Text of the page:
He doesnt hide his deeper beliefs, either. He is an unabashed fan, for instance, of controversial Canadian psychologist Jordan Peterson. Bogut is big on “personal responsibility”, and has taken time out to hear the firebrand professor speak at a theatre in Los Angeles. The two share similar concerns about the mandated use of preferred personal pronouns for transgender people. It aggrieves Bogut that such views see him labelled as an arch conservative. “You voice an opinion thats not left, and suddenly youre alt-right?” he asks, eyes wide. “If you trot out that kind of argument, youre going to push more and more people to the right.”
His most notable gaffe came during the 2016 US presidential election cycle, after he gave oxygen to a debunked conspiracy theory in which Democratic Party members were allegedly running a child-sex ring out of a Washington DC pizza restaurant. Bogut, after reading what came to be known as one of the very first “fake news” hoax items, tweeted his thoughts: If only 1% of this #pizzagate scandal is true, all people involved deserve life in prison (or worse) #sick.
“I knew this would come up,” he says, snapping a piece of streaky bacon in half. “I saw some tweets, should have researched it a little more, totally admit that. I didnt realise it was a political smear against Hillary Clinton. People started jumping on it. I got smashed for a month. Death threats, all kinds of shit. To this day I still get tweets about it.”
That came hot on the heels of a war of words with Australian womens basketball star Liz Cambage, who had attended a #blacklivesmatter rally in Melbourne. “Protesting against police brutality in Melbourne is like protesting for less jumbo jets to be on highways,” tweeted Bogut. Predictably, it became a long-running and spiteful back-and-forth, played out not just between them online but in news stories and press conferences. What possessed him?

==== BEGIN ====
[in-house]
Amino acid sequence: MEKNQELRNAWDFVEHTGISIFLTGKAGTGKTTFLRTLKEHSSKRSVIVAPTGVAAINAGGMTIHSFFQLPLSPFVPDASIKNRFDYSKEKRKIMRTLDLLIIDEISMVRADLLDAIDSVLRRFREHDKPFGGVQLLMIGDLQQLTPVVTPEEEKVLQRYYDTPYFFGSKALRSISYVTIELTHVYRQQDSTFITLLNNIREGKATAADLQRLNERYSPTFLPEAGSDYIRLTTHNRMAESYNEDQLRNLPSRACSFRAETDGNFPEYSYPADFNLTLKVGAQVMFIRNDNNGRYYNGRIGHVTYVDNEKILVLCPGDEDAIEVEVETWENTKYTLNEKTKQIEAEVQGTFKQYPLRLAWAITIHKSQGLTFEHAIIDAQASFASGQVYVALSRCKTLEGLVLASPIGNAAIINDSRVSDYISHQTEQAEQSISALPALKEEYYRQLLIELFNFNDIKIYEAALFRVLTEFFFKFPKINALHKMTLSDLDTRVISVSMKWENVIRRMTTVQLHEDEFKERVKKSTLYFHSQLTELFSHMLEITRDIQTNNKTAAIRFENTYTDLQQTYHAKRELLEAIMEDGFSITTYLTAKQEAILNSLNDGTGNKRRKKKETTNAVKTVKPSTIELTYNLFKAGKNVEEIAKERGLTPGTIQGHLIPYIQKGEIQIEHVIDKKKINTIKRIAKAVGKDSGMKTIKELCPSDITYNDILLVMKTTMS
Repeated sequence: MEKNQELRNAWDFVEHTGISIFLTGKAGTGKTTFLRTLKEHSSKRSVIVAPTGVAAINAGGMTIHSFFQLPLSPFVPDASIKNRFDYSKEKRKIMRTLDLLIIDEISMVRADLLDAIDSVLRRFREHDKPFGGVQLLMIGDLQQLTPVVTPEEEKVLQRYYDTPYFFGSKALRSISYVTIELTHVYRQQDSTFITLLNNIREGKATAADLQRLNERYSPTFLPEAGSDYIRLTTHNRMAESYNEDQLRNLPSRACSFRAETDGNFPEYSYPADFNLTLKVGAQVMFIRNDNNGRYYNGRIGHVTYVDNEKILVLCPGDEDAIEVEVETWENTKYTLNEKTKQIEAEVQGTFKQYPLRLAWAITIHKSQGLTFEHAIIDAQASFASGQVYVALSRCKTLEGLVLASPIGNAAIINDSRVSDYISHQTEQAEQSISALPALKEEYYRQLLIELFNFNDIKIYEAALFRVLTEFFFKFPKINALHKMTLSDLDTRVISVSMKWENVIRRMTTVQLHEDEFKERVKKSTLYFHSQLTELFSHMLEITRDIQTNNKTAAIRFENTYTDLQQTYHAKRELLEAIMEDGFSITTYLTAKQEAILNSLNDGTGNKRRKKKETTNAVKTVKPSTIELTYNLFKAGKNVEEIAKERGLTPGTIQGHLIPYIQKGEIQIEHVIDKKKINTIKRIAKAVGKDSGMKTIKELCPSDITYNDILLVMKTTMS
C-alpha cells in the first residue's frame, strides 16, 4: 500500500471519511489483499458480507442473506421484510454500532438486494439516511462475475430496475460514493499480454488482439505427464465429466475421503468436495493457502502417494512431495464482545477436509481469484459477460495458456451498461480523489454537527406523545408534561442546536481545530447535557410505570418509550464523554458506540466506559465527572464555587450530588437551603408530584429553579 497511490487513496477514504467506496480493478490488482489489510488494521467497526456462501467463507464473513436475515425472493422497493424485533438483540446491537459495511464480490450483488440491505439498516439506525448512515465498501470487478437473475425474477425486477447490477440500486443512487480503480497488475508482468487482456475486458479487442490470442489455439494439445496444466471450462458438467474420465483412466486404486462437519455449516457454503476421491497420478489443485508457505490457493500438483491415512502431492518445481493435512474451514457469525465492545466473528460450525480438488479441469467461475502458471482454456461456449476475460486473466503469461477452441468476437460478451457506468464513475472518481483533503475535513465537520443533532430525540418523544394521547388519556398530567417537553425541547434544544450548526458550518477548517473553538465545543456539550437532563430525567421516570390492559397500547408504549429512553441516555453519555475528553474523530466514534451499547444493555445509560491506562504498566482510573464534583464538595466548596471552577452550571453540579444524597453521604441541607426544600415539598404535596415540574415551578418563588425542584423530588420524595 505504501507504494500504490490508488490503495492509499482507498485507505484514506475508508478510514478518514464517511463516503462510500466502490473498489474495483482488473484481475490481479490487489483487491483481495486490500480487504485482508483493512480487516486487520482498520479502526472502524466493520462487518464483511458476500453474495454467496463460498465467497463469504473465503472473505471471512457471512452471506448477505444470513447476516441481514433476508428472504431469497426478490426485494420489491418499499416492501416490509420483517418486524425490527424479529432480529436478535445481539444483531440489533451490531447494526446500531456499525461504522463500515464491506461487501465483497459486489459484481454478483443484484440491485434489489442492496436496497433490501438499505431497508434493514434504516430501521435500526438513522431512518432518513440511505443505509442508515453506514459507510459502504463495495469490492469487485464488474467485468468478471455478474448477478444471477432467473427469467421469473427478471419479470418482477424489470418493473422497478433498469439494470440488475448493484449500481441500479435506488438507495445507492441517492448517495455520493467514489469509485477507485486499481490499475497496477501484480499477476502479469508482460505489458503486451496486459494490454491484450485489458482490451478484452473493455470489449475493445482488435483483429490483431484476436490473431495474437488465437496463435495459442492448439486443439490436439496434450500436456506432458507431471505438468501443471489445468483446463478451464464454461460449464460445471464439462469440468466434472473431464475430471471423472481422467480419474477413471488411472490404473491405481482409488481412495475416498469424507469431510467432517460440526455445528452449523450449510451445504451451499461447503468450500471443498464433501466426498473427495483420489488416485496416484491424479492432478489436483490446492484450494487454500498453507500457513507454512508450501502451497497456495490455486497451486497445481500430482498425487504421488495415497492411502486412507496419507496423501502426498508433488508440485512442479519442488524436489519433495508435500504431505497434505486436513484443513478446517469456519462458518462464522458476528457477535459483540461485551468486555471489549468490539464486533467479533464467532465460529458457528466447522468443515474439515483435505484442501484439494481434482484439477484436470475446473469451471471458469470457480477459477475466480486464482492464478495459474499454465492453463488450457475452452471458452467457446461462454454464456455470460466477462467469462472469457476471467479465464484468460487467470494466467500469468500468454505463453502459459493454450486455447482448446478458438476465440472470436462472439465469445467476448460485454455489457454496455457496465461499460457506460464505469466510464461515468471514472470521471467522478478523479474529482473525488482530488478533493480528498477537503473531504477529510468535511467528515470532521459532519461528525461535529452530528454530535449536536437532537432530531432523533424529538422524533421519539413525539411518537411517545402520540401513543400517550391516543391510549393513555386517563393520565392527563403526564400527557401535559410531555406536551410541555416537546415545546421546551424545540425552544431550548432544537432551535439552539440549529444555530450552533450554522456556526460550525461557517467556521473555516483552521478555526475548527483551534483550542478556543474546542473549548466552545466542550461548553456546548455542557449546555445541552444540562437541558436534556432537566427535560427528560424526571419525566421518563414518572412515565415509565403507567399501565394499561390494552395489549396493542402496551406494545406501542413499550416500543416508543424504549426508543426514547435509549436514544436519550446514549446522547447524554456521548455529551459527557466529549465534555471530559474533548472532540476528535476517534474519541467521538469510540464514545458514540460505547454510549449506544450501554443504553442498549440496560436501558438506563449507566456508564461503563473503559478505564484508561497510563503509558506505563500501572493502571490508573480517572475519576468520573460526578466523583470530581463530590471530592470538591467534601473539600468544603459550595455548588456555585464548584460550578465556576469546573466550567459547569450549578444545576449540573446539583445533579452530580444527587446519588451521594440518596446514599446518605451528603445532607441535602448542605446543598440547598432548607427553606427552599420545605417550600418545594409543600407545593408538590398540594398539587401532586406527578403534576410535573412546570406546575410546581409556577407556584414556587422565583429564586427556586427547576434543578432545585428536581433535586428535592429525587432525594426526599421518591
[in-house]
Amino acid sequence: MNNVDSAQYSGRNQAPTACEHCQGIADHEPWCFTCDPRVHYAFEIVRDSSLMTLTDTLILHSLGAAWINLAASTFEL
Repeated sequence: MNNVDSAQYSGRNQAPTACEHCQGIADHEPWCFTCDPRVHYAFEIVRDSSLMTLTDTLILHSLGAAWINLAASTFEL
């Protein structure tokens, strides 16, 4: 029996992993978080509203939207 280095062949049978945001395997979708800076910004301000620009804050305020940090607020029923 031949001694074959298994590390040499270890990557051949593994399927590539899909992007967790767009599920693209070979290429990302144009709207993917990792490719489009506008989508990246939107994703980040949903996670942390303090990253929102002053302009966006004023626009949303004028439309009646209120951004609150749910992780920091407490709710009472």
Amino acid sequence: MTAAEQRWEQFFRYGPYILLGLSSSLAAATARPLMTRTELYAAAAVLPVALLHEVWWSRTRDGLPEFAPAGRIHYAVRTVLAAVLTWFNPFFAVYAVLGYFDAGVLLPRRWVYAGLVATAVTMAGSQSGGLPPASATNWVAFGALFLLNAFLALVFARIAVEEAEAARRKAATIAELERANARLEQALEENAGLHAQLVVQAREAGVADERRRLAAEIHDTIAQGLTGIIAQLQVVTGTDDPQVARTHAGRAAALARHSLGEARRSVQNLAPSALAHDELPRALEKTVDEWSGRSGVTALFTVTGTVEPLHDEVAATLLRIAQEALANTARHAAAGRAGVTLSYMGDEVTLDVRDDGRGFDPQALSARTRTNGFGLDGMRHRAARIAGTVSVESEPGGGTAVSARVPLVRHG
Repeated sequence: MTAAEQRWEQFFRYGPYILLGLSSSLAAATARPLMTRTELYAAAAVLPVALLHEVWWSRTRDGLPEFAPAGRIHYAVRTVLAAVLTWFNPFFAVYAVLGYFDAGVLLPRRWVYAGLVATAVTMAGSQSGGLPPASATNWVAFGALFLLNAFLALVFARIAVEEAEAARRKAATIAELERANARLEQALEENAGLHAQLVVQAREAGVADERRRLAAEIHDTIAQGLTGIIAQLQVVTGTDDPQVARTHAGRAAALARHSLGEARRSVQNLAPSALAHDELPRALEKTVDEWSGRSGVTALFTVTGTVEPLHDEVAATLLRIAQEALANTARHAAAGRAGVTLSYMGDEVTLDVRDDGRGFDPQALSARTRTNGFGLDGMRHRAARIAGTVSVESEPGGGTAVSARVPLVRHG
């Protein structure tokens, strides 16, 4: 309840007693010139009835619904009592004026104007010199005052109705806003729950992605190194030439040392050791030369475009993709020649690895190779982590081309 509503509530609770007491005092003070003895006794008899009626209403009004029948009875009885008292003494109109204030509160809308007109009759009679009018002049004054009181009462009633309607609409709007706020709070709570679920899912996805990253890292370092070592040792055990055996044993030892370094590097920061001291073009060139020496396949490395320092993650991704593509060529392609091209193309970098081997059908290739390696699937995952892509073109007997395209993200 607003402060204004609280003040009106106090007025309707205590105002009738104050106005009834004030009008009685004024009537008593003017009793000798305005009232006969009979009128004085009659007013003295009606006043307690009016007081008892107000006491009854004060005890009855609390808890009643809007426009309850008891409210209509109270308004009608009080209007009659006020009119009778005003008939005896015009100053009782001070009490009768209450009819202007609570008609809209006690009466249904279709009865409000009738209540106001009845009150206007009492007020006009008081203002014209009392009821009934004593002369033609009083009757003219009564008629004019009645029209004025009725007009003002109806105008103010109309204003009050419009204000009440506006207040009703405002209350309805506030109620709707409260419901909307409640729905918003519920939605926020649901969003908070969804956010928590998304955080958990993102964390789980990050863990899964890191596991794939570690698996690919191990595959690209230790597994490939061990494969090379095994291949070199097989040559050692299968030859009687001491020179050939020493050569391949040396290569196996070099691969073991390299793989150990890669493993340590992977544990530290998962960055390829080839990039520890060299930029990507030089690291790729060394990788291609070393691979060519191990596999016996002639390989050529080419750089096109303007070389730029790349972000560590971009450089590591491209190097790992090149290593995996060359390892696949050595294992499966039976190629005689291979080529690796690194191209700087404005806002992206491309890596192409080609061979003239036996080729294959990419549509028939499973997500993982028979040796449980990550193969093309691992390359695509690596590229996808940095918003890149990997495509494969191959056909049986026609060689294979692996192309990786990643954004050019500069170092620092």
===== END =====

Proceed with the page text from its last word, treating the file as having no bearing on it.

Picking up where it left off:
“What do you mean?” he asks.
Well, when someone makes a public statement of support for a movement like Black Lives Matter, wouldnt it be smarter to just not wade in?
“Why?” he counters. “Because its a touchy subject and Im just supposed to shut up? Nah. I just dont believe Melbourne has a police-brutality problem, and to compare that to whats going on in America is outrageous. I think anyone in their right mind would agree with that. Are we in a landscape where that cant be said?
“Ive faced racism. I grew up as a wog. My first language was Croatian, so I had broken English as a kid. I wasnt profiled, but hang out with your mates wearing three-stripe Adidas trackie pants at a shopping centre and you get asked to move along pretty quickly,” he says. “And Im not sitting here hoping Cambage fails. I want her to win. Shes an Australian great – she can be up there with the best weve had.”
His views tend to skew right, but if theres anything guaranteed to raise his hackles, its being lumped into any ideological camp. “ Are you a Republican or a Democrat? Are you Liberal or Labor?” he asks, rolling his eyes. “I always say Im neither – Im common sense.” He does web videos with political commentators lamenting the rise of “social-justice warriors”; the radio in his car is tuned to talkback station 2GB; and he joins Rita Panahi for long chats on Sky News. “Ive been on The Project, too. And ABC News,” he says in response. “Its a case-by-case thing with me.”
Okay, so how does he feel about reproductive rights? “Im not anti-abortion, and Im not pro-abortion – there are cases for and against. If theres rape involved, thats a no-brainer for me.” What if someone merely fell pregnant by accident? “Thats where I have a real inner battle. I dont think a kid should be brought into the world if theyre not wanted, so I lean more to the abortion side.” Lets keep going. Gay marriage? “If two girls want to get married and theyre happy, by all means, go for it. Its not going to affect me. Two guys want to elope to Hamilton Island? Have at it.”
Climate change – does it exist and do we need to act? “I think its cyclical, I honestly do. I think weve polluted the earth, theres no doubt about that. But take the plastic bags ban – that seems like a blatant attempt by supermarkets to save money and pretend theyre serious.” But surely its a step in the right direction? Maybe plastic packaging will go next? “That should have been the first step. Look, if youre dropping rubbish in the street, or pouring poison into rivers, I have a huge problem with that. Do I think the world is going to end if we dont change immediately? No, Im not one of those guys.”